Archive for September, 2012

One of my favorite 90s songs is Hey Leonardo (She Likes Me For Me) by Blessid Union Of Souls. At first the words give the impression that the singer is bragging about all the things he is, and that’s why “she” likes him. But, mixed in, he seems to be celebrating the fact that she sees the real him – and still loves him. He even ponders, quite transparently, at one point why she “wastes all her time” with him.

But my favorite line is:

“She likes me for me,
Not because
I hang with Leonardo
Or that guy who played in Fargo –
I think his name was Steve.”

I like this line because he’s revealing how it’s good that she *doesn’t* like him for who he knows, because he is so far out of the A-list crowd [or whatever crowd Steve’s in] that he isn’t even sure of the guy’s name!

I also like this line because it sounds like he gets distracted, like he’s off “chasing a rabbit,” which is something I can totally relate to. In fact, as I’m singing along with the song when it plays on the radio, when it gets to the “I think his name was…” line, I ponderously touch my chin, tilt my head to the side, and look off into the heavens, as if I, too, am distracted by racking my brain trying to recall the guy’s name.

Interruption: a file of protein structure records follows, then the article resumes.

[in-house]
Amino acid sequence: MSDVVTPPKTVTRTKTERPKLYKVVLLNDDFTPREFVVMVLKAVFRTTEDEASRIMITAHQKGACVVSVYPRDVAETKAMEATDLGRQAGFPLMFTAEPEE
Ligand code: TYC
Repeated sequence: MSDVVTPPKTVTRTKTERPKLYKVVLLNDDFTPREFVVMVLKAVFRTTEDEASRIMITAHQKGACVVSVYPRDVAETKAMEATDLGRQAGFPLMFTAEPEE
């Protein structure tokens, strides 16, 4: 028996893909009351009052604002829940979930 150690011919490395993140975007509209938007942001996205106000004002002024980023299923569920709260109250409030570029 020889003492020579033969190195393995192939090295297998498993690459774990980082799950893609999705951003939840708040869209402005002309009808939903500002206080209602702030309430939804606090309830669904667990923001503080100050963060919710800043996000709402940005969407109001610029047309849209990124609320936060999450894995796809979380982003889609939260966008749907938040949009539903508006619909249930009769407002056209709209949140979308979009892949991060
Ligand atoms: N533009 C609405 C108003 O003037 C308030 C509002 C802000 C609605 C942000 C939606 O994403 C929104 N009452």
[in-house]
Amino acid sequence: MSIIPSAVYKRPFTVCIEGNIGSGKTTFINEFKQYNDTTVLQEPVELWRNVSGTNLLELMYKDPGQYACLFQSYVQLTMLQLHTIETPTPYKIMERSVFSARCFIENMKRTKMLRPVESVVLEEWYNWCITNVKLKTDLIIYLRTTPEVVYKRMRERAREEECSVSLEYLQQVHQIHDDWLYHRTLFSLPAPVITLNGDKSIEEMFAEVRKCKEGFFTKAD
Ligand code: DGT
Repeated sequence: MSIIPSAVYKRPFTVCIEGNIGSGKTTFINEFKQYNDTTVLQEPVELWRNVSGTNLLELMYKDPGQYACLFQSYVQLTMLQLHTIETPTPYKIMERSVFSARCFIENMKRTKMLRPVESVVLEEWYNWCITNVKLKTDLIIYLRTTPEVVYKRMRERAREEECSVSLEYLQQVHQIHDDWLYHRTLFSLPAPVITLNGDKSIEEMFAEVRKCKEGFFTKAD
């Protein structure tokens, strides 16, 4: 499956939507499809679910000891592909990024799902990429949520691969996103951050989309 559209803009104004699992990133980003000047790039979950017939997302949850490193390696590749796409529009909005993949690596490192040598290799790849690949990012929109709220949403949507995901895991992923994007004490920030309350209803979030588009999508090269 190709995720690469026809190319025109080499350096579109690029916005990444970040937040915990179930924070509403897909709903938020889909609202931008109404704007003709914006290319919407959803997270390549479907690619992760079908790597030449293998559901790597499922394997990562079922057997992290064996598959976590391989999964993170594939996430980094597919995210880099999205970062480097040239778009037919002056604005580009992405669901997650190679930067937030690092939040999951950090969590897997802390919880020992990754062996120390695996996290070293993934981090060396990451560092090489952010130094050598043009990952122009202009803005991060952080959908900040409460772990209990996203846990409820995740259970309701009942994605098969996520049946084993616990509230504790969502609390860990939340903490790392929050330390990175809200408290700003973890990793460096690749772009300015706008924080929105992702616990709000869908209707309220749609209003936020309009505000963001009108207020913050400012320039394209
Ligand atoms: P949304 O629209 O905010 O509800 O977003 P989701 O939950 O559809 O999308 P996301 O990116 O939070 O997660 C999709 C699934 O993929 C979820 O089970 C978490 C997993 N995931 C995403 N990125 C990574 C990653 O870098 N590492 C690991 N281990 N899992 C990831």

“I love that part!”   :thumbsup:


random thoughts about songs

Posted: September 3, 2012 in Music, review

Being a fan of obsessive, stalker-y music, Darren Hayes’ song “Creepin’ Up On You” is one of my favorites.

But – and yes, I know I’m overthinking it – one of the lines says:

If I had to live without you — nobody could

“Nobody could”… and yet, lots of people do. In fact, given the # of people on the planet, you could safely say that the vast majority of people do!

So, that argument for being a stalker is rendered null and void.

– – – – – – – – –
In the song “Imaginary Lover” by Atlanta Rhythm Section, the singer describes – in a somewhat obsessive tone – the bliss of, basically, a relationship that’s all in your head. At one point, as if overcome by how awesome it is, he observes with conviction:

“Imagination’s unreal!”

That’s a clever way to sum up the whole song. He’s playing on a popular expression and praising the imaginings, but at the same time there’s a bittersweet note of truth. Imagination IS unreal, and however you might enjoy the thoughts, they’re bound to lose their appeal because there’s no substance.